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C.D. Warner, et al., comp. The Library of the World’s Best Literature.
An Anthology in Thirty Volumes. 1917.

Critical and Biographical Introduction

By Jean de La Bruyère (1645–1696)

THE GREAT French satirist La Bruyère has left a comprehensive portrait gallery of his contemporaries, where one searches vainly for the brilliant collector himself. One feels his desire to entertain, almost hears his amused ironical laugh at human follies; but his presence is intangible. He never took the world cordially into confidence, and we know little now of his uneventful life. He was born at Paris, educated with the Oratorians, and then studied law; but when about twenty-eight he gave up practice, and bought a treasurership at Caen, which he sold again twelve years later. To his friend and admirer Bossuet may be attributed his literary success; for, recommended by him, he became in 1684 instructor in history to the young Duc de Bourbon, grandson of the famous Condé. He received a salary of a thousand crowns, and seems to have taught his charge a variety of subjects. The stormy Condés liked this genial quiet gentleman-teacher and his ready tact. They may have stormed sometimes, after their wont; but La Bruyère knew how to be amiable while preserving his own respect and winning theirs. When his pupil left him, to marry the daughter of Louis XIV. and Madame de Montespan, he was asked to stay on as gentleman-in-waiting; and did so until his death of apoplexy at the Hôtel Condé, when only fifty-one.

With the Condés the witty bourgeois had every opportunity to gather material for his famous Characters. He was a keen observer, with the clear impartial vision possessed only by an unconcerned spectator. Though he knew the King and all the powerful noblemen of France, though he was familiar with every court intrigue, he must often have been made to feel that he was a recognized inferior. There was quiet malice in his outward respect for these men and women, and in the merciless analysis with which he exposed their misplaced pride and ridiculous foibles.

The ‘Characters’ (Les Caractères), suggested as its name indicates by the work of Theophrastus, and partly modeled after it, appeared in 1687; and La Bruyère found his literary pastime, his solace to wounded vanity, winning an immediate success. It is said that he had offered to give the manuscript to a bookseller friend, the possible profits to become a dowry for his child. The hesitating bookseller finally printed it, and thus made a large fortune.

La Bruyère has definitely stated the purpose of his work: “Of the sixteen chapters which compose it, there are fifteen wholly employed in detecting the fallacy and absurdity to be found in the objects of human passions and inclinations, and in demolishing such obstacles as at first weaken, and afterwards extinguish, any knowledge of God in mankind: therefore these chapters are merely preparatory to the sixteenth and last, wherein atheism is attacked, and perhaps routed; wherein the proofs of a God, such at least as weak man is capable of receiving, are produced; wherein the providence of God is defended against the insults and complaints of free-thinkers.”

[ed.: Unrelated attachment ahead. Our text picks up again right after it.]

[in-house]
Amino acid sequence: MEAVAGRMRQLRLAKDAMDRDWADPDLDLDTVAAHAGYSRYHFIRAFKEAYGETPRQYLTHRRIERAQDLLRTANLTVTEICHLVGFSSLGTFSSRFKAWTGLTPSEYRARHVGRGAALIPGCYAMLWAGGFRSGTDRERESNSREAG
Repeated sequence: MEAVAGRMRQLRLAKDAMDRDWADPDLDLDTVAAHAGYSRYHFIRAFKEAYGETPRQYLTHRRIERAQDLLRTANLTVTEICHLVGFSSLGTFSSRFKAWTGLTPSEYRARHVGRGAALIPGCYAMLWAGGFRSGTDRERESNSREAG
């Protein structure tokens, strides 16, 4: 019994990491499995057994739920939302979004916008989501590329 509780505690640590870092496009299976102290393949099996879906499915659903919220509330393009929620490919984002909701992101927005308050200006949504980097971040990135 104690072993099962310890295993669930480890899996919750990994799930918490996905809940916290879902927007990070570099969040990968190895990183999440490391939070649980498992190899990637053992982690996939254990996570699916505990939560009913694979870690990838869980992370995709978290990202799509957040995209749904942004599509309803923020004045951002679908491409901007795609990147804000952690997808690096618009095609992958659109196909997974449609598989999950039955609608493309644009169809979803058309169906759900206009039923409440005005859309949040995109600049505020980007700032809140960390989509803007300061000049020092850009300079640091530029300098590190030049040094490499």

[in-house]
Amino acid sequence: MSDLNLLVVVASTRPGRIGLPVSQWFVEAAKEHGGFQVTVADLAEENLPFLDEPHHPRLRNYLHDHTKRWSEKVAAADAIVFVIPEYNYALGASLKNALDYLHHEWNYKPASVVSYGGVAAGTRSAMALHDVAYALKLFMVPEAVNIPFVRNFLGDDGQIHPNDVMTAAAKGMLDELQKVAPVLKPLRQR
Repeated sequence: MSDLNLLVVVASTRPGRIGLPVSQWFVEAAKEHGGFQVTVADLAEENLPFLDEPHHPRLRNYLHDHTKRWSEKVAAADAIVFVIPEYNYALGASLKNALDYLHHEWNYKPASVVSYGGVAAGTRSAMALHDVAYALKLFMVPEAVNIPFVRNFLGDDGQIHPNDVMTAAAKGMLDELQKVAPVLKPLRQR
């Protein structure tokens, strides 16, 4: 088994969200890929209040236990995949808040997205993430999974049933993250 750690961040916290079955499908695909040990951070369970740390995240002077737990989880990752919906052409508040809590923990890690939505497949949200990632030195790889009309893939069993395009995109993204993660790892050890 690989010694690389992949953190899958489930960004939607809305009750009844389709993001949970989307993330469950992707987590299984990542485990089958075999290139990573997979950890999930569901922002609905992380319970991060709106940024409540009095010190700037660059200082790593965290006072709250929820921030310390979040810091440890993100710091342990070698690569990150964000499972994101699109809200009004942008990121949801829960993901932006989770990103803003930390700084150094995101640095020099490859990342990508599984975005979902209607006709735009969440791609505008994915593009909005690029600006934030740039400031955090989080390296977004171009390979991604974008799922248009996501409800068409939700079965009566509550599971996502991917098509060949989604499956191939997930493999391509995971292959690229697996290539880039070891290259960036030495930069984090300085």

The continuity of the sixteen chapters is not very evident. Each begins with general moral reflections upon ‘Merit,’ ‘Women,’ the ‘Affections,’ and similar subjects; and ends with a series of literary portraits. La Bruyère was not a profound psychologist, but a careful superficial observer, with a gift for witty description. Although he used fictitious names, the sketches were too like living originals to be mistaken. Naturally they caused resentment and personal enmities, which twice prevented his election to the Academy, finally achieved in 1693. Everybody read the ‘Characters,’ charmed by the delicate, forceful style, and by the shrewd moral reasoning which enriched the language with wise sayings. Key after key appeared, identifying his personages; but La Bruyère repudiated them all, declaring that he had represented types, not copied individuals.

The influence of this early realist was very great. But for him Lesage’s famous novel ‘Gil Blas’ might never have been written. He is said to have inspired the ‘Persian Letters’ (Lettres Persanes) of Montesquieu. Translated into English as early as 1698, the ‘Characters’ had a wide influence upon our literature. “There is no doubt,” says Saintsbury, “that the English essayists of the Queen Anne school modeled themselves upon it.”

Its success called forth many feeble imitations, among them ‘The Little La Bruyère, or Characters and Morals of Children of this Century’; and ‘The La Bruyère for Domestics,’ by Madame de Genlis, besides a ‘La Bruyère for Boys’ and a ‘La Bruyère for Girls.’

His other works—a translation of Theophrastus, and an unfinished work upon ‘Quietism,’ materially altered by the Abbé du Pin, and published after La Bruyère’s death—are not noteworthy. But the ‘Characters’ still constitute a delightful model of style, and a wise and witty commentary on social life.